The multi-currency regime, which has since served its purpose as a reprieve against inflation that ravaged the local currency, is said to be even discouraging investment in the country as it becomes more expensive to produce in Zimbabwe than in neighbouring South Africa, for example.

There are times one cannot help but feel that even some of our friends and brothers making neighbouring countries even laugh at us beneath the fraternal tears they shed for us, the economically critical.

Our woes are not exactly their worries. They gain from our pain.

They gain from our cheap labour and our tastes for things foreign.

Then you tend to pity this guy called Munyaradzi Hwengwere.

Hwengwere is identifiable these days with some initiative called the Buy Zimbabwe Campaign.

The campaign is meant to promote local brands, from table salt to cars.

He regularly gets sympathetic audience on the media, especially on ZBC, where he preaches the virtue of local brands. Only nobody seems to listen.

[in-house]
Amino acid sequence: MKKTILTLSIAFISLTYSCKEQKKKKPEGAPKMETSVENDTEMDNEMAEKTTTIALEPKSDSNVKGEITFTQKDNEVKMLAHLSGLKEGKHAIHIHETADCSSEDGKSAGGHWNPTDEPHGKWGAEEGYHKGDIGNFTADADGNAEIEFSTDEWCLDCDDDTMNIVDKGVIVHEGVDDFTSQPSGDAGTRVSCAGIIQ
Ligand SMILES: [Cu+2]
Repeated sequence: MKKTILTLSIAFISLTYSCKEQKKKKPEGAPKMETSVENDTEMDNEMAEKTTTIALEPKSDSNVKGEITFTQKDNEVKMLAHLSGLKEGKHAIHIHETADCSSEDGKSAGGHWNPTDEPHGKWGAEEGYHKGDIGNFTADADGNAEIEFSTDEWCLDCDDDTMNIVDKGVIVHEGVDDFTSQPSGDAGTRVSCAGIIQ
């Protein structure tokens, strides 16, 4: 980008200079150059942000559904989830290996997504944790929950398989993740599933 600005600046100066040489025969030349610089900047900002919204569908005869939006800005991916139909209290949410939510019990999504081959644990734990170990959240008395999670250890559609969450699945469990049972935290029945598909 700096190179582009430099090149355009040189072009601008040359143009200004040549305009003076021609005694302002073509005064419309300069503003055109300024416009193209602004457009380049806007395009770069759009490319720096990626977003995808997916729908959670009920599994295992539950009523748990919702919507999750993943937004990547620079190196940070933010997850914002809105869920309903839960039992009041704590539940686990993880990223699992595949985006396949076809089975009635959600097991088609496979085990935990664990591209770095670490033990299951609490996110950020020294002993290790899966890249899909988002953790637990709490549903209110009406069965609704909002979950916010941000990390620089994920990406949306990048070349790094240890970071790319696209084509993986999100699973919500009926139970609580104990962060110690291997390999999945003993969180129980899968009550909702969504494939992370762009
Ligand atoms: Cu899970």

On the market, in the shops, the same local brands are ever diminishing while foreign ones flourish.

I pity Munyaradzi Hwengwere each time I see him on national television with his voice box dancing to the appeal to buy local and veins on his neck and temples dilated in sympathetic anticipation.

He should have all our best wishes.

The problem is not insurmountable, though.

What is required is the willpower to turn Zimbabwe into a proud country that it was once by doing all the right things at the right time.

The thing is to recapitalise, resuscitate and promote the local industry so that it begins to produce and sell at a reasonable cost.

This will not only create employment but also ensure that the eternal consumers in us eat something that is done to our standards.

Some of the countries from which we buy employ at best shoddy and at worst criminally irresponsible standards which may yet turn out to be a danger to our populace.

It may also help the country and the Munyaradzi Hwengweres of this world for people to develop the right attitudes towards local products.

Local used to be lekker.

Precisely for that reason, local food and cuisine, for example, should reign supreme over foreign imported products, whether fried or boiled.

However, the matter goes beyond the mere personal taste of the palate: it’s ultimately a matter of a country’s life and death.